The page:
Dr. Ganz Ferrance ● Speaker ● Author ● Coach — click here for my PODCAST on STRESS

AskDrGanz Podcast - Episode 2

The Me Factor

L.I.S.T.E.N. — This episode talks about the book 'THE ME FACTOR' written by Dr. Ganz... with the focus on the stresses faced by Men.

Insights into the different types of stress that affect most everyone in relationships, whether at work, home or play... and my book "The Me Factor© - Systematic Guide to Getting What the HELL You Want".

Listen, Like and Share on @Youtube - @ApplePodcasts - @PodcastsGoogle - @iTunes - @Spotify - @TuneIn - @GooglePlay - @Facebook - @Twitter - Podcast hosted by Mighty Mouth Communications.

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Do you have a question for me? Or suggested topics for future podcast episodes?

Post them in the Comments section below. Unfortunately it's not possible to give everyone a personalized response. The answer to your question may show up in the Comments section below, or a future Podcast, Blog, Newsletter, Facebook Live, Masterclass, #AskDrGanz Chat Forum or Social (moderated by my team)... or maybe as a new Product or Service—so be sure to check back regularly. — Dr. Ganz Ferrance

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4 comments

  • Wow, that’s exciting to hear! I have to personally manage sleep to avoid decreased cognition in order to maintain my study regimen for classes and student papers. Any deficit or disruption in the sleep area = a lag in productivity, which leads to everything else getting all out of whack.

    It’s best to be proactive as much as possible, which I consider an act of self-love for my present and future success.

    Much appreciated!

    PsychSocSis
  • Hi Lori,

    That’s a great question/insight. This is exactly the kind of creative, out-of-the-box thinking that moves research (in all fields) forward. I think that, for sure, lack of sleep makes everything worse (depression, anxiety, stress, etc.). It would be great as a research project to get some direct data about depression and sleep. If you think about the physiological effect of loss of sleep it would at least set you up for depression and other issues, if not cause it. Lack of sleep is definitely a factor in burn-out (which is a close cousin of depression). We could be looking at depression all wrong – especially when you consider the lack of value/priority we give to sleep in general in western culture. Arianna Huffington wrote a great book “The Sleep Revolution” on this and I talk about sleep extensively in my book The Me Factor. Sleep is the foundation of health and success! Thanks for your questions and comments Lori.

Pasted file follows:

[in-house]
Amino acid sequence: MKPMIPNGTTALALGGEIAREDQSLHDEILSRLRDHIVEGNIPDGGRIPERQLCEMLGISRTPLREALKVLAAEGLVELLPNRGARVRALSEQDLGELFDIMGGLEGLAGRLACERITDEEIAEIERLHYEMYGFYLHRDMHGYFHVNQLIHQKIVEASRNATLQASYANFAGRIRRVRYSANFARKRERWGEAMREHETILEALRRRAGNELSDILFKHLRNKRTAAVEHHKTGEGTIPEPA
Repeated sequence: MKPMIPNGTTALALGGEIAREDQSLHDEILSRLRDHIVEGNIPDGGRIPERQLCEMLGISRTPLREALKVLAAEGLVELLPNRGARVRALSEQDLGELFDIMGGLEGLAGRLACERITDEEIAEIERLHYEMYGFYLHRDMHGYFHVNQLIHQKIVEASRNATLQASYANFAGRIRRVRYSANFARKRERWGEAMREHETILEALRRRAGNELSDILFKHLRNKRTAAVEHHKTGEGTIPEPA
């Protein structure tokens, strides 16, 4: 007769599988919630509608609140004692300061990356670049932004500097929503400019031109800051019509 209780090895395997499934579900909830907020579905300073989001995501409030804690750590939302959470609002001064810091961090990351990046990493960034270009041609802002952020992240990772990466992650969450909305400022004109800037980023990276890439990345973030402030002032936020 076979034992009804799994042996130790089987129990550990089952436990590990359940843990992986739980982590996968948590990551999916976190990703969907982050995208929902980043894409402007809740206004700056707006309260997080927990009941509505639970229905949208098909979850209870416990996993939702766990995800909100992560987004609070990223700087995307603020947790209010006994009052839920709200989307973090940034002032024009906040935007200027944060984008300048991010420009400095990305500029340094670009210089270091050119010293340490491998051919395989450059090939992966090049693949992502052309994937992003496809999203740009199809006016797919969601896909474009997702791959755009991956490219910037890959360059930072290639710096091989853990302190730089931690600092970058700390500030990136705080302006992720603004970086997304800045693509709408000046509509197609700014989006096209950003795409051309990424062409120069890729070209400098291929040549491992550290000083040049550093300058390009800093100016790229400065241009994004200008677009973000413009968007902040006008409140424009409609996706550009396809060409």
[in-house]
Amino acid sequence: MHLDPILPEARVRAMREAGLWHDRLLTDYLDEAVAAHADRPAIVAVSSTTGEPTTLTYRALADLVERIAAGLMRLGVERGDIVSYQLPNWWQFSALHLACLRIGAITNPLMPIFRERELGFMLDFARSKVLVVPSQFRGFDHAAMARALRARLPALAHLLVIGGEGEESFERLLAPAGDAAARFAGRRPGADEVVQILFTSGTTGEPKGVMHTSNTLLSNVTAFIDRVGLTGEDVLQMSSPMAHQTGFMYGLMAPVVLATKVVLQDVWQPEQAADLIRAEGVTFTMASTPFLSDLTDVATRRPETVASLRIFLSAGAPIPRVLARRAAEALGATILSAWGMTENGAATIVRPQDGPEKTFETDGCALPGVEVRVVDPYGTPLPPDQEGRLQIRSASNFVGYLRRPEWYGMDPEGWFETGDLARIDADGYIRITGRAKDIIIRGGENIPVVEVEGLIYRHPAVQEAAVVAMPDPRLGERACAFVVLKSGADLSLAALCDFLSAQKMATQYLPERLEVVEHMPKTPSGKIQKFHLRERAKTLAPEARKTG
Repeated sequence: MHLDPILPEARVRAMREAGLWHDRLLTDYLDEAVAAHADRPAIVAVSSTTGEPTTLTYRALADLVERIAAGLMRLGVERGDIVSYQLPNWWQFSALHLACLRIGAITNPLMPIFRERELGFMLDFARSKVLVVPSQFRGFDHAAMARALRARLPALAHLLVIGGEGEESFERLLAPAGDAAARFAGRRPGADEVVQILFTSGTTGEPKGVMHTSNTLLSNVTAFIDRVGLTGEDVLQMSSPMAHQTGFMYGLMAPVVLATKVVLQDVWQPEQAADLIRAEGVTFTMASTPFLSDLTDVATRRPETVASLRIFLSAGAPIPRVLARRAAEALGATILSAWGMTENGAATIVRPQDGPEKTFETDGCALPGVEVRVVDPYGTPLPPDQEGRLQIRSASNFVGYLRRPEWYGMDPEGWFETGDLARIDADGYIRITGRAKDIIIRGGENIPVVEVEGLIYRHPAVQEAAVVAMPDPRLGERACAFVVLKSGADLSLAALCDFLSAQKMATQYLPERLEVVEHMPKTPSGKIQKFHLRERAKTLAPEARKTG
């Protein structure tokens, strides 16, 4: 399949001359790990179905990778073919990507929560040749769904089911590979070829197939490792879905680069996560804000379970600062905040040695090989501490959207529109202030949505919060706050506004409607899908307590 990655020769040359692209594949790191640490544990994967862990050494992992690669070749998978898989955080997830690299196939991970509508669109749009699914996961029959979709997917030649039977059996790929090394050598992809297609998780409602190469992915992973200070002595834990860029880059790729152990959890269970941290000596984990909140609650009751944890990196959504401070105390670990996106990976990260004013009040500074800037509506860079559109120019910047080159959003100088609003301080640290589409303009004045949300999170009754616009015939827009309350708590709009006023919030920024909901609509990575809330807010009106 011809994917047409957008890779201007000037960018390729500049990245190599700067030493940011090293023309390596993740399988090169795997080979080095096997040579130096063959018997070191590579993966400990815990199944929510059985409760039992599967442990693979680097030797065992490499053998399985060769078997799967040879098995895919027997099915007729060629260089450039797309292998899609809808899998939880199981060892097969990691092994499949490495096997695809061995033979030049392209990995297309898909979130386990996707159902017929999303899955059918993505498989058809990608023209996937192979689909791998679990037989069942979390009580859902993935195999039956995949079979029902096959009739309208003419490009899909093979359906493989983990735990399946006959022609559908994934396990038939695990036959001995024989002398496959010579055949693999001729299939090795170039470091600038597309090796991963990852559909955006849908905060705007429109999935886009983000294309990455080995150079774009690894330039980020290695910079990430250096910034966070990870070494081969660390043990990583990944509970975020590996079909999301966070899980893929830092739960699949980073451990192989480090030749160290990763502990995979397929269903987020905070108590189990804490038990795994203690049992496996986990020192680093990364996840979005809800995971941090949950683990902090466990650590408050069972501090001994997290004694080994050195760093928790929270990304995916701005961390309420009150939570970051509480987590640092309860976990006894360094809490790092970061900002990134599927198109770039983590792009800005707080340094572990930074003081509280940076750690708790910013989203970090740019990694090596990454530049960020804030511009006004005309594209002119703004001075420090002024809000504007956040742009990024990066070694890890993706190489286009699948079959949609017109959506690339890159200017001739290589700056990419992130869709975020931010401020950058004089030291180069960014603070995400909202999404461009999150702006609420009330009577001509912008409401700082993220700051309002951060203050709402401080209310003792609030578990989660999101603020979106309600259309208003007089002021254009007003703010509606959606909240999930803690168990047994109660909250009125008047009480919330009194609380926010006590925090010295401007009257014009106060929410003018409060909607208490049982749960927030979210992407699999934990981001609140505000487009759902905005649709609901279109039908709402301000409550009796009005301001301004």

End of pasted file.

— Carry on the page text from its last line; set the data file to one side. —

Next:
Dr. Ganz
  • This was an amazing episode Dr. Ganz. Thank you so much for covering what so many of us are struggling with.

    Sheri
  • Hello again, Dr. Ganz. This question is a spin-off of the first one r/t behavioral extinction and stress. The question is whether a feasible correlation exists between cumulative lost hours of sleep and depression. I know that an assumption, so often presented as fact, can stave off inquiry that may give birth to new ways of looking at this topic – depression.

    Imagine if relapses were documented as accurately as is possible via self-report at clinical check-ins. Imagine also collecting data r/t sleep hours for each day between sessions. It’s assumed that the body compensates for lost sleep with the usual drowsiness, decreased cognition, and impaired heavy machinery operation, etc.

    But what if … what if depression is the manifestation of cumulative lost hours of sleep, which then forces individuals to ‘crash’ until the body has gained enough strength to resume ‘normal’ functioning? We both know that depression is a concept/word to describe what we observe. What if we’ve been looking at depression all wrong, for too long?

    Okay. Well, that’s my question, and I’m stickin’ to it!

    Respectfully,

    PsychSocSis (Lori George)

    Lori George (PsychSocSis - Twitter)

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